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Sports

February 15, 2018

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PSF receives cold response from PSA

ISLAMABAD: Pakistan’s efforts to earn rights to host lower prize money events are not getting a positive response from the Professional Squash Association (PSA), which seems more interested in making the circuit events attractive for top foreign players rather than helping budding locals to make up for lost time.

‘The News’ has learnt from well-placed sources that continuous efforts on the part of Pakistan Squash Federation (PSF) over the last six months to get due share for the local players has received a cold response.

Either the PSA has failed to realise the gravity of situation or is not interested in helping Pakistan lift falling standard of the game in the country.Over the years, absence of international squash from Pakistan has left a bad impact on the local game. Though law and order in the country has been improved over the years but it seems that PSA is still reluctant to extend a helping hand to Pakistan by enabling the PSF to organise upto $50,000 PSA events.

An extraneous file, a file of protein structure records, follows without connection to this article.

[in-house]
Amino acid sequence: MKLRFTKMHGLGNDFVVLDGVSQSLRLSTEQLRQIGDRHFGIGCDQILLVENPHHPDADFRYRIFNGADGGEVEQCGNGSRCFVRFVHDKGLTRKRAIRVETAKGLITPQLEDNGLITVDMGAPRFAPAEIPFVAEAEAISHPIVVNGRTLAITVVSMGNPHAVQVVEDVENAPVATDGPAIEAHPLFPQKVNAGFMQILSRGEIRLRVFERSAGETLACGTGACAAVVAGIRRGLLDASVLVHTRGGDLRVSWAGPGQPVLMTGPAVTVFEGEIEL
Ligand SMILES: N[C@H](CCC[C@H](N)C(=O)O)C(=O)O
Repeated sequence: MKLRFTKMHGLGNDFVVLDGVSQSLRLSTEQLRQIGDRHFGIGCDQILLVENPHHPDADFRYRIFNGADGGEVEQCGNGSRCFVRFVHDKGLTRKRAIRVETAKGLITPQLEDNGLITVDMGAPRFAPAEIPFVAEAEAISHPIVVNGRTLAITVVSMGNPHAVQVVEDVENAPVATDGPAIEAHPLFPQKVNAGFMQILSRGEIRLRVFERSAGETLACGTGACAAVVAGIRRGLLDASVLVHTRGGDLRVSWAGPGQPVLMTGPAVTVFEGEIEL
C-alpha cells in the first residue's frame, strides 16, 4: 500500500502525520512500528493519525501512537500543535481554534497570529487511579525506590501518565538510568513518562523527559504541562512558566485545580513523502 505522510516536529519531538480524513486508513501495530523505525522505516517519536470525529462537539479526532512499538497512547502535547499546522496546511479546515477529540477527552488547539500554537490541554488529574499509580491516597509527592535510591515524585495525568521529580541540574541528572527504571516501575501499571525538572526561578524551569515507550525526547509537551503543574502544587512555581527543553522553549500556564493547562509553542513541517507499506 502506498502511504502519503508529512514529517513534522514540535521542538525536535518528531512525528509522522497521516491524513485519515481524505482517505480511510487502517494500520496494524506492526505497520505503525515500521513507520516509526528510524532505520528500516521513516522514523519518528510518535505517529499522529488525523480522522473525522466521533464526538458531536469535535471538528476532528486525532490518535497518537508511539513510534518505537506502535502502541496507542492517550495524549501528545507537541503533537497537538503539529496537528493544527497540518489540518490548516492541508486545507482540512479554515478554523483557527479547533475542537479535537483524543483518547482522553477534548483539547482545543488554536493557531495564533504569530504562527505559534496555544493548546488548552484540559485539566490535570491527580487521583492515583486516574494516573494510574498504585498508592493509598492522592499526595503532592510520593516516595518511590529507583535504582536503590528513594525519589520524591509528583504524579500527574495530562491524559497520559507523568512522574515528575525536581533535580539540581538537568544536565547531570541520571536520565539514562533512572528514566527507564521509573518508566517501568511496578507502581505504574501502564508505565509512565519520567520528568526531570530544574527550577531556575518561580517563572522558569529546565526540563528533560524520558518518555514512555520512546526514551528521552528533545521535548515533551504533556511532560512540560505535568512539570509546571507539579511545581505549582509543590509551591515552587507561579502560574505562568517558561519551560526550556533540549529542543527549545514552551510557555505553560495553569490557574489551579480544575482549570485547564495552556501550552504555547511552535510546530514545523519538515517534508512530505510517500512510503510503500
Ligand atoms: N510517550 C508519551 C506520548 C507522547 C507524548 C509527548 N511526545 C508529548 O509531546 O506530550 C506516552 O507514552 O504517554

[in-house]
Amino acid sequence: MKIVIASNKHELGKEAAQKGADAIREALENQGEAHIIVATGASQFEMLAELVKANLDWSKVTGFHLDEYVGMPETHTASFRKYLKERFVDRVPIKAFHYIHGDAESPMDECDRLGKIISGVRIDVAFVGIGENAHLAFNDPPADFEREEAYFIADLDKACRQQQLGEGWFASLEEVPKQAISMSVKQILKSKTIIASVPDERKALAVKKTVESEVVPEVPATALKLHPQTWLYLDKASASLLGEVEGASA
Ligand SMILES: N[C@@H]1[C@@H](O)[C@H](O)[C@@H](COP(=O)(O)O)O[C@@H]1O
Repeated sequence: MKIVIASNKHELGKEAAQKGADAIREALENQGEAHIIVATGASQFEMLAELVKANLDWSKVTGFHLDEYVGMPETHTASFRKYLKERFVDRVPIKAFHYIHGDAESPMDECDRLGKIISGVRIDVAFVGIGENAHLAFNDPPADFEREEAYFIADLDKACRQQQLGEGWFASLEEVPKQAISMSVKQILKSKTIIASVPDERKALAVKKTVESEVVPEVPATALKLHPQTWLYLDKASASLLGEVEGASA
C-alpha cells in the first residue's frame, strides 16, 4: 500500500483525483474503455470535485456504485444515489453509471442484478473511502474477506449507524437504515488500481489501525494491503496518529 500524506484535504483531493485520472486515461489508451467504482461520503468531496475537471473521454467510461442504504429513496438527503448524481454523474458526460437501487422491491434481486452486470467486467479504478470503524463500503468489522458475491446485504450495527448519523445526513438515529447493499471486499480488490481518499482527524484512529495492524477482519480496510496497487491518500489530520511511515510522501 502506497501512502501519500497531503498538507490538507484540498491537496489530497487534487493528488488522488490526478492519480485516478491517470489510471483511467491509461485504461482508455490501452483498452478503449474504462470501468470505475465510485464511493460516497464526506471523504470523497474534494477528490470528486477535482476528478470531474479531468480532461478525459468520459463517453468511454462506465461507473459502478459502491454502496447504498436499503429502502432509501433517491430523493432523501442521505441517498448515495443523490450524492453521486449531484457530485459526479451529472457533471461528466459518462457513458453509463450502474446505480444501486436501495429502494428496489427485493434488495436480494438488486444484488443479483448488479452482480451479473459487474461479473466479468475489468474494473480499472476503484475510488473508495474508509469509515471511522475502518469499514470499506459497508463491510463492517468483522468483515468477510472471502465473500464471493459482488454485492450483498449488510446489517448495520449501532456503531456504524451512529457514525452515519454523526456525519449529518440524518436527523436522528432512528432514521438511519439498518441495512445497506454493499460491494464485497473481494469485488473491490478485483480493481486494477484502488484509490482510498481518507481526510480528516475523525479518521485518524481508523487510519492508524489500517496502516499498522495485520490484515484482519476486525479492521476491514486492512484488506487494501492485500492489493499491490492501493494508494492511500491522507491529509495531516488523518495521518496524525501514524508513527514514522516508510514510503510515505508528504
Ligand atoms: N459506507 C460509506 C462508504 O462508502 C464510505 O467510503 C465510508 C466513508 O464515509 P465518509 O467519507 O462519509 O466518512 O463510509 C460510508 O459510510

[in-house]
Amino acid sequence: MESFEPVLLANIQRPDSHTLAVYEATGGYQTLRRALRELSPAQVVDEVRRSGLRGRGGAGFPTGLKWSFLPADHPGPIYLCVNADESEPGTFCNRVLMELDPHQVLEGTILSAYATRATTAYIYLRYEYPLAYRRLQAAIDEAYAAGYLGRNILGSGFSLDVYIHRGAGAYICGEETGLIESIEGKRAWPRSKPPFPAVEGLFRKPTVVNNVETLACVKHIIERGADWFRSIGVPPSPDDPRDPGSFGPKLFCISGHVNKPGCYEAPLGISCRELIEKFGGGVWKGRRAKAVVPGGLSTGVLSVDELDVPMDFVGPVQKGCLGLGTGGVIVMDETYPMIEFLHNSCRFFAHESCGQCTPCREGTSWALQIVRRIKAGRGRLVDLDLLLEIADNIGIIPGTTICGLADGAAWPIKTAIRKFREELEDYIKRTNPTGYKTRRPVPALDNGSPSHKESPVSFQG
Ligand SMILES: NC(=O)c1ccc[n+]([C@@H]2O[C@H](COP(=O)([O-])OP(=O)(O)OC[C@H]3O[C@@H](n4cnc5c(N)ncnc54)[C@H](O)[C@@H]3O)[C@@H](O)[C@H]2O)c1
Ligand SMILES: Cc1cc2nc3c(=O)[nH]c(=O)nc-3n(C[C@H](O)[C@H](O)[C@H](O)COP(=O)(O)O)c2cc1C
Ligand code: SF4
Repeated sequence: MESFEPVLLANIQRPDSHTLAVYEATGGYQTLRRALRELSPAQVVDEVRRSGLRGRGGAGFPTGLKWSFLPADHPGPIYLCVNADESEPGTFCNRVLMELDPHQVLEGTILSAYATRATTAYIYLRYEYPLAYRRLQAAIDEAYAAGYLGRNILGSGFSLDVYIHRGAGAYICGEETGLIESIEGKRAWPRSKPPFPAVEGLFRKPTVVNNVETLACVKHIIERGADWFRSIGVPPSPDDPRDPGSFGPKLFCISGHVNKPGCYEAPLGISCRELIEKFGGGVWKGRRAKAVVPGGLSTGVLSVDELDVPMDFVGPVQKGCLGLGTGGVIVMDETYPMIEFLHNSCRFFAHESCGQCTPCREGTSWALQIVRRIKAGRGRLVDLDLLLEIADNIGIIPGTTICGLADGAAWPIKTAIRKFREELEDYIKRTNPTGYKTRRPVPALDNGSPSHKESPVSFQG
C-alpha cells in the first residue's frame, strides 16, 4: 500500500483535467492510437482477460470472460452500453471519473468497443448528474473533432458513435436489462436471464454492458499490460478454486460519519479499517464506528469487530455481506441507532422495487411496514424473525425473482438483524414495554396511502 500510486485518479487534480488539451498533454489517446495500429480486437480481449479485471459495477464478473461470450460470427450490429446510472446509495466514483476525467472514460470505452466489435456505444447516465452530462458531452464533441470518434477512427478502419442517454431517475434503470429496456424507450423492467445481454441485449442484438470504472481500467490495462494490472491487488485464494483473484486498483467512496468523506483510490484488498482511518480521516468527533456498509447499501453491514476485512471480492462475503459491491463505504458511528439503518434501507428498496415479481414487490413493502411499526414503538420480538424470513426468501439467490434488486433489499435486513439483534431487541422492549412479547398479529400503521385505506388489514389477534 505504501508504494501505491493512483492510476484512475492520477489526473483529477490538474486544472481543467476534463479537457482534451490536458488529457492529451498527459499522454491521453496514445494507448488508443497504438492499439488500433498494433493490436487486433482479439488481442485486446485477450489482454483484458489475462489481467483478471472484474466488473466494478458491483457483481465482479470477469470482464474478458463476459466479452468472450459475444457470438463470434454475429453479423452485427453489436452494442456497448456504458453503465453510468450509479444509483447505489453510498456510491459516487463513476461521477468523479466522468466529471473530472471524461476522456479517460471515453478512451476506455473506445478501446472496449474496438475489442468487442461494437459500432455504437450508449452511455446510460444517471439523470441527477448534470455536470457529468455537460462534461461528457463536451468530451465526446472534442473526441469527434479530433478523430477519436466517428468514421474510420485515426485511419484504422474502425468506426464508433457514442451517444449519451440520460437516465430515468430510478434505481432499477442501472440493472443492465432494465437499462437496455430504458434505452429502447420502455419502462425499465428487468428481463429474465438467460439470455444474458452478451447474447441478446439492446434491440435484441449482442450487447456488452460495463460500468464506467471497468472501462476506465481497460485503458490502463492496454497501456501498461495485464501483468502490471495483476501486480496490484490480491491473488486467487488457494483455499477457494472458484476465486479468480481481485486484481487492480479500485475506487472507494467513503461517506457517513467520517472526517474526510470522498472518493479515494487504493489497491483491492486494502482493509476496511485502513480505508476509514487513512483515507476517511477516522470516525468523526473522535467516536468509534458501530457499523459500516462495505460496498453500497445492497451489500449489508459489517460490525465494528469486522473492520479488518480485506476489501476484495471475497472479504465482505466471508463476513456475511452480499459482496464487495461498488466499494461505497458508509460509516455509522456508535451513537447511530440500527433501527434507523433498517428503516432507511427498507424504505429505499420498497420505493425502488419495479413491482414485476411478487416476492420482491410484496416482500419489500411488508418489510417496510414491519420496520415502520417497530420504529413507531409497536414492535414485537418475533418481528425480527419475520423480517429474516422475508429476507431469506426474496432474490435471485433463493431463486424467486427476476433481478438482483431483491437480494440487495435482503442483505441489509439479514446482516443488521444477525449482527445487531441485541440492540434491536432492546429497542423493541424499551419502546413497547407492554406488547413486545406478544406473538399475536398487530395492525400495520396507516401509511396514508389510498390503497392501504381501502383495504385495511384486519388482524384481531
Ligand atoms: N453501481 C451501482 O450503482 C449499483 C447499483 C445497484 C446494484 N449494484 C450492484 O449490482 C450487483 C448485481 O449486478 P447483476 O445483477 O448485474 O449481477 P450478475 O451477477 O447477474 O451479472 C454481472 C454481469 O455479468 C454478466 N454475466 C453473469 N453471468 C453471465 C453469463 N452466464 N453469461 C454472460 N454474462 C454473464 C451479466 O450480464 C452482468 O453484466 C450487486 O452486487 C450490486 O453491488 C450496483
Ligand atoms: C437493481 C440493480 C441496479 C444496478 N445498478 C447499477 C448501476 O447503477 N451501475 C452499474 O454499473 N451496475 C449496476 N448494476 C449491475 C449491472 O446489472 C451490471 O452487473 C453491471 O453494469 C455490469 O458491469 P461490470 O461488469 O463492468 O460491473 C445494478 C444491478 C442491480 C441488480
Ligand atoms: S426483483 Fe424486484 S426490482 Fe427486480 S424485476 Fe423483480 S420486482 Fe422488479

Pakistan has a rich history of squash as the country dominated the international stage for almost 40 years.Unlike PSA, world cricket’s governing body — ICC — came all-out to Pakistan rescue by establishing a task force which slowly and surely ensured the return of international events to the country.

Squash lovers in Pakistan also expect the same patronage from the PSA and World Squash Federation (WSF). Sadly, that type of support does not seem to be coming from the both squash bodies. In majority of cases, the PSA has not shown any interest or a degree of urgency to help Pakistan out. What squash in the country needs at this time is holding of continuous ranking events for prize money of $10,000 to $25,000, enabling Pakistan’s emerging players improve their game and ranking and at the same time to get the required sponsorship to host such events.

Unless and until there is a local interest involved, sponsors stay away from supporting that particular event. Pakistan squash is in a rebuilding phase and needs vital support of international bodies.

The former world No 5, who played alongside Jansher and Jahangir, must be aware of the role played by the two legends in popularising the game around the world. The time is now ripe for the PSA and WSF to pay back and help streamline the game in Pakistan.

Despite repeated requests, Pakistan is not getting its due share of international circuit events. Almost all the professional players in Pakistan are ranked outside 60 so organising big prize money events means keeping local players out and paving the way for those who already are scooping up a big chunk around the world. Lesser prize money events are needed in the country. What Pakistan needs is a breathing space following the years of drought of international activities.

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